Bernadotte was also the Count of Wisborg and the Duke of Uppland, but he lost his title as a prince of Sweden and his place in the line of succession to the Swedish throne when, in London on March 8, 1934, he married a commoner, Erica Maria Patzek, of Wilmersdorf. They divorced in 1943.
Bernadotte is best remembered today as one of Sweden’s greatest industrial designers. His work also included furniture, kitchenwares for Husqvarna, flatware for Scandinavian airline SAS, bowls for Rosti Margrethe and radios for Bang & Olufsen. Bernadotte’s enduring designs appeared in functional objects, for which he adopted geometric shapes, leading a movement away from the long-standing natural, organic forms of Art Deco and Art Nouveau.
After studies in political science and art history at the University of Uppsala, Bernadotte started his design education at Konstfackskolan (Arts and Crafts’ School) in Stockholm, at the time still called the Royal University College of Fine Arts. Bernadotte visited the United States after World War II and became impressed by the work of US industrial designers such as Henry Dreyfuss (who designed the 1945 Royal Quiet DeLuxe).
He had close ties with Denmark, where his younger sister, Ingrid Victoria Sofia Louise Margareta, was Queen (as the wife of King Frederick IX). Bernadotte’s second wife, Sonja Christensen Robbert, was a Danish fashion designer and artist. Starting in 1949 Bernadotte had a long design contract with Georg Jensen, for whom he designed mostly silverware. The quality of this work was recognised by the New York Metropolitan Museum, which holds a number of items in its Permanent Collection.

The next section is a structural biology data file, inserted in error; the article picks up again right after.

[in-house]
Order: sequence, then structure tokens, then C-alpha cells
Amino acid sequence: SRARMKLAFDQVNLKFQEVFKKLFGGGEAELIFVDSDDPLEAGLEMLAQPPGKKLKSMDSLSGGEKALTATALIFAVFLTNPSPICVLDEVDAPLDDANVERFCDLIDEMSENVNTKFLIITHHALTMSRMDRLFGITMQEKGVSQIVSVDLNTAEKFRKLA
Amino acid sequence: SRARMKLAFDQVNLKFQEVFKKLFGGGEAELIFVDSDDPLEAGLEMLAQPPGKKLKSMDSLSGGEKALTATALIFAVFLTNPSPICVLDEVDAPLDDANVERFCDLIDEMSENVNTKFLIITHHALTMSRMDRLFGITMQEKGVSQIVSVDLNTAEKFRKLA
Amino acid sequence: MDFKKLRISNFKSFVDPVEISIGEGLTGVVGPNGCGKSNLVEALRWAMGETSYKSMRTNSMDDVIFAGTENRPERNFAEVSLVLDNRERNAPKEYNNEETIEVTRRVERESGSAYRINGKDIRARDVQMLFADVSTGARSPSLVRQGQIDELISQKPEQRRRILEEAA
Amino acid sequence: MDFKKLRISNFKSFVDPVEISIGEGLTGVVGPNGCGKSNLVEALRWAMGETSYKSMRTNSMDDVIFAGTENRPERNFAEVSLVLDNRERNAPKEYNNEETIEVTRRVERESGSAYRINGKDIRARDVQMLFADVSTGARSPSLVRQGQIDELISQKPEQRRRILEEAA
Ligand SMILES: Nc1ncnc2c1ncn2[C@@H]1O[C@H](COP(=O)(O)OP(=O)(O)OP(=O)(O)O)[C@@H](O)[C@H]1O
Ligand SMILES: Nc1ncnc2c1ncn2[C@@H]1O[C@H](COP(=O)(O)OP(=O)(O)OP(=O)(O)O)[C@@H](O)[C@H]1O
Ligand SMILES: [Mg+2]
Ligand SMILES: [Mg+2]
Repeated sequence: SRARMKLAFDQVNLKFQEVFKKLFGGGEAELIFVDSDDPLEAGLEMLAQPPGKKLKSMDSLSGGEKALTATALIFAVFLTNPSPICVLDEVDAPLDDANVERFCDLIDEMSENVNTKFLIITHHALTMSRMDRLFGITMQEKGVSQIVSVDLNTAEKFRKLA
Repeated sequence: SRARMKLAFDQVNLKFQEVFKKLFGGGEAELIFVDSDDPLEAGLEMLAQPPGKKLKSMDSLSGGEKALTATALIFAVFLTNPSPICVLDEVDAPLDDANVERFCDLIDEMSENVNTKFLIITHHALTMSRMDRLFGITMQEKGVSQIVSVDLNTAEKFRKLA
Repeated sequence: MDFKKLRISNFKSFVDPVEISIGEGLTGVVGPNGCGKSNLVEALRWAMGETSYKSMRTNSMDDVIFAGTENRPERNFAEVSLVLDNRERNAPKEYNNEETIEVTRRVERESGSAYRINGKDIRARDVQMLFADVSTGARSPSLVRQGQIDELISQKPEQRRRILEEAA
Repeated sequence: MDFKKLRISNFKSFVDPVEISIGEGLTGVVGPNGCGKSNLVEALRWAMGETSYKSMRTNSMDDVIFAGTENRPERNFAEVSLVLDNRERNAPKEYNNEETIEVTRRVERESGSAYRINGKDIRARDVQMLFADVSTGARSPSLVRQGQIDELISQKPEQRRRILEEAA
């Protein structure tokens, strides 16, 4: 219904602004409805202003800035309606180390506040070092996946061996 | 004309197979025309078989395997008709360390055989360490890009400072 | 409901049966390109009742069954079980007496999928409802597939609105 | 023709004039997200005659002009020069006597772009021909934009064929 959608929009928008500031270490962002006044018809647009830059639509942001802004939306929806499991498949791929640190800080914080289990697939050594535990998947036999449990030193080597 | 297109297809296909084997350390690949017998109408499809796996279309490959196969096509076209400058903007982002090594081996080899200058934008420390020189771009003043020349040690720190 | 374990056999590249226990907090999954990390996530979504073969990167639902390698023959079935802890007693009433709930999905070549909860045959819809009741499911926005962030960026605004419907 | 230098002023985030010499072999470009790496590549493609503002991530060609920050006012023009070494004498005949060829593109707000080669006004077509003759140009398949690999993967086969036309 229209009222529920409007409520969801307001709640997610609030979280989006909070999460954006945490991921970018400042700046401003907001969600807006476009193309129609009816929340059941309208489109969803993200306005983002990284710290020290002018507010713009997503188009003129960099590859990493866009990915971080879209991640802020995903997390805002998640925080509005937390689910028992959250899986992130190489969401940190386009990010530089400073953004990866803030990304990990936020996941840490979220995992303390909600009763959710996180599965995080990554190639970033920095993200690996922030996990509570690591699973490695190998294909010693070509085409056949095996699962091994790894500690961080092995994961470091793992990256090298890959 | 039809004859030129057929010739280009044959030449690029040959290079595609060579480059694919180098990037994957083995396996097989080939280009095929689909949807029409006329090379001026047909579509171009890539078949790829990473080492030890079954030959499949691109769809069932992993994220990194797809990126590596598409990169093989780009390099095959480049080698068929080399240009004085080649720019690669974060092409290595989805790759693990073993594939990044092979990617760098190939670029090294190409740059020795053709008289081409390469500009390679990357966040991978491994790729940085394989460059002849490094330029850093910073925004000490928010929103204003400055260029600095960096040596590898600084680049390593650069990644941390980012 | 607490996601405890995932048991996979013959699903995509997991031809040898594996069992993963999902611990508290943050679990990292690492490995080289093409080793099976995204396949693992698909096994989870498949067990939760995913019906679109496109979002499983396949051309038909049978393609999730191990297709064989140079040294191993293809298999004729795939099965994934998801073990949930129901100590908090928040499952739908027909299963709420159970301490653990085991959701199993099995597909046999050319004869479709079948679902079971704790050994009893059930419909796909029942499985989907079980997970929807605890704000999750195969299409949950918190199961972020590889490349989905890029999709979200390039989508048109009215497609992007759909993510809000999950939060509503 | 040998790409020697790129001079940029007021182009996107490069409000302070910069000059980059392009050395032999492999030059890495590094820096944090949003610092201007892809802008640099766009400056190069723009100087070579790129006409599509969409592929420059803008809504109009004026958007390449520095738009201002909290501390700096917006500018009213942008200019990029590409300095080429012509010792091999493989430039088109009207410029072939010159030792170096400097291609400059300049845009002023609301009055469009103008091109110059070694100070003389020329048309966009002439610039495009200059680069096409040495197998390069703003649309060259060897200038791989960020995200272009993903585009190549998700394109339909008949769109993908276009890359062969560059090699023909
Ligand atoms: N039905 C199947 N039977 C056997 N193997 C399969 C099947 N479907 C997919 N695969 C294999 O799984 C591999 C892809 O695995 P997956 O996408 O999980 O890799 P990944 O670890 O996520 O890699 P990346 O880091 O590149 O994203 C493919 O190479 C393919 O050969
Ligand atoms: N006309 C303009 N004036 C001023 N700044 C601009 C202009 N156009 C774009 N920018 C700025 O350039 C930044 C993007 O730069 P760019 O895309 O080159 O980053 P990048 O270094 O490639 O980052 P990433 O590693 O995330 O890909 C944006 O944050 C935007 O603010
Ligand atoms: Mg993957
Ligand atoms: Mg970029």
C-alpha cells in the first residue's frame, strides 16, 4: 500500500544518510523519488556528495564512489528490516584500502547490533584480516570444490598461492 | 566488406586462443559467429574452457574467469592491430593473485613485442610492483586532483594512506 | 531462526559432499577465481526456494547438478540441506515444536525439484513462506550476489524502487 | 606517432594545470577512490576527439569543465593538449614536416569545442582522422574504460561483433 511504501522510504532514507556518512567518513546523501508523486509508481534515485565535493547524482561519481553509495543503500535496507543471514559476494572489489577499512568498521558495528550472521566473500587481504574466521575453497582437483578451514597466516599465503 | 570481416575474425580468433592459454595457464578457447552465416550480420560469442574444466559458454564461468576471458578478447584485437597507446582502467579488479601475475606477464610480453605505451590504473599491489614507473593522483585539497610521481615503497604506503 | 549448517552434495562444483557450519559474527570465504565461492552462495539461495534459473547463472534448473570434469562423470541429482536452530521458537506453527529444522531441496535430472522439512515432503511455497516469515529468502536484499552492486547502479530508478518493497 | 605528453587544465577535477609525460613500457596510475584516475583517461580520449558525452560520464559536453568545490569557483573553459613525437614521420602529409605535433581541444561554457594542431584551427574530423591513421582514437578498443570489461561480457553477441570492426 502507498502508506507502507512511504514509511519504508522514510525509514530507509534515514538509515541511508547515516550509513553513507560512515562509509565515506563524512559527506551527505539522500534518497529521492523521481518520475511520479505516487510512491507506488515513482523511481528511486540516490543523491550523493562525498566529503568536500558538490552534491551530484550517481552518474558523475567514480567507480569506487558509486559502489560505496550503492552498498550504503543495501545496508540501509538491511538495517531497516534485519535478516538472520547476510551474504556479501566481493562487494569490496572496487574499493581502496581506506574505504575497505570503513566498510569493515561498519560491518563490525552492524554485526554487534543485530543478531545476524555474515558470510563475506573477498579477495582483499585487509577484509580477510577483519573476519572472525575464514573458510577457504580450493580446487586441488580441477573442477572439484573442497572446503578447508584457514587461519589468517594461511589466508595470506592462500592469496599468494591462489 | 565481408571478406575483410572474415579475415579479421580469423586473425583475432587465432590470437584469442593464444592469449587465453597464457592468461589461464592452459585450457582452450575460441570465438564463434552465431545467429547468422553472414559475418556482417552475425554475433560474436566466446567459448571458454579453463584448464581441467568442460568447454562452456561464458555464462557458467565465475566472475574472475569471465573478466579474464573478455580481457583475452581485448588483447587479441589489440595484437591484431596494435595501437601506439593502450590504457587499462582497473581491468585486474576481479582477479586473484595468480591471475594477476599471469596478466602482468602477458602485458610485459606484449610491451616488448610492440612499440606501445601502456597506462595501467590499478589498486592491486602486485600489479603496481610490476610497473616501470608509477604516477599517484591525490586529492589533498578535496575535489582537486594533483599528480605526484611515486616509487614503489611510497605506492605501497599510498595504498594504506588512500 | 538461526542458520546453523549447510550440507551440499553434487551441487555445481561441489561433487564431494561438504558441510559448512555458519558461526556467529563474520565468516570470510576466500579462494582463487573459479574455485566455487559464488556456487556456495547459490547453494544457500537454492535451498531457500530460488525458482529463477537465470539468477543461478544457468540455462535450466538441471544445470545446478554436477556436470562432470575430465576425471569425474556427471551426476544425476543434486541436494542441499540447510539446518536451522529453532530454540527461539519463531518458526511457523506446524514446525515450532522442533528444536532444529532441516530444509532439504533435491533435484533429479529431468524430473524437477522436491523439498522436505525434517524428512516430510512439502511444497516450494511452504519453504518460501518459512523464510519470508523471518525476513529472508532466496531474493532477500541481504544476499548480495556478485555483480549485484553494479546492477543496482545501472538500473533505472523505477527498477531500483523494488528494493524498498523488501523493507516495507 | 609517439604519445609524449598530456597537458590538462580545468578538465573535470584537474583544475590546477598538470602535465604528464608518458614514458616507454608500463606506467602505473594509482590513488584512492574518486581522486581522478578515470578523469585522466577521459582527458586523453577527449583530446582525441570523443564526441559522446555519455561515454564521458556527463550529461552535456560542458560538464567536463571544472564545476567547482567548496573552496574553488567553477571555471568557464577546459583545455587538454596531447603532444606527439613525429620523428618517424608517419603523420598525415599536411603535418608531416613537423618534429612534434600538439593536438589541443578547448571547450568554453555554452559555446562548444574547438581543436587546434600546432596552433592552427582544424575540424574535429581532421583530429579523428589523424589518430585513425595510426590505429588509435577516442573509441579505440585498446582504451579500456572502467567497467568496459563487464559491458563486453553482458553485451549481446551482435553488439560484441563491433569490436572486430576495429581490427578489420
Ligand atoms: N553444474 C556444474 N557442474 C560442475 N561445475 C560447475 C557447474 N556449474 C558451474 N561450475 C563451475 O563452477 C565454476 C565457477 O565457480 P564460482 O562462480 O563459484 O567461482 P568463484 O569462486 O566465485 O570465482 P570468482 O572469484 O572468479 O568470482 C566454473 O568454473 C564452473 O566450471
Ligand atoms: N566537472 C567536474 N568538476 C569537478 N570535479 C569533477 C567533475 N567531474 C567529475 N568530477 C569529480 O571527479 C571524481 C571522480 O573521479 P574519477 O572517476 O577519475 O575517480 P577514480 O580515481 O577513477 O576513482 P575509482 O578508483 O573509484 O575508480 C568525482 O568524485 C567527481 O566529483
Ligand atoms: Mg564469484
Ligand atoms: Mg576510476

Bernadotte became associated with Acton Bjørn and set up a partnership with Bjørn in Copenhagen in 1950 (Bjørn designed the later, plastic Facit portables). Bernadotte was co-founder of the Swedish Industrial Designers Society and president of the International Council of Societies of Industrial Design. He was the first European member of the American Designer’s Institute.
One unusual off-shoot of Bernadotte’s Facit typewriter design became an architectural favourite, the Model 1400 Kungsholm door handle. Trude Grundmann had admired the lines of the typewriter and contracted Bernadotte to design the model.
Facit’s history dates back to 1889, when AB (“aktiebolag”, or “corporation”) Åtvidabergs Förenade Industrier, a furniture and office equipment manufacturer, was established in Åtvidaberg. The company was completely restructured from 1923, and the next year incorporated AB Facit, a firm started by Alex Wibel in Stockholm in 1918 to make Facit pinwheel calculators.
In 1938 the company expanded to take over Halda.
Halda was founded in Svängsta in 1887 by Henning Hammarlund to make pocket watches, and at the turn of the century added typewriters to its line. In 1920 Halda was liquidated and a new company, AB Halda Fabriker, took over making typewriters. AB Halda Fabriker went bankrupt in 1927 and in 1938 the Halda name was taken over by AB Åtvidabergs Industrier and converted to a subsidiary under the name Facit-Halda AB. Halda, however, remained as the typewriter brand in the Åtvidaberg Group until 1957, when it switched to AB Facit.
By 1961 the Facit corporation, under the popular leadership of Gunnar Ericsson, had 8000 employees, with subsidiaries in more than 100 countries. In Australia, the agent for Facit was Sydney Pincombe Proprietary Limited.
In 1970, Facit reached the peak of its growth, with more than 14,000 employees worldwide. The company was sold to Electrolux in 1973. In 1983 it was sold to Ericsson. Portable electric typewriters were still being made by Nakajima in Japan, but in 1995 Swedish typewriter production ceased, when the Svängsta factory was closed. AB Facit was finally terminated in 1998.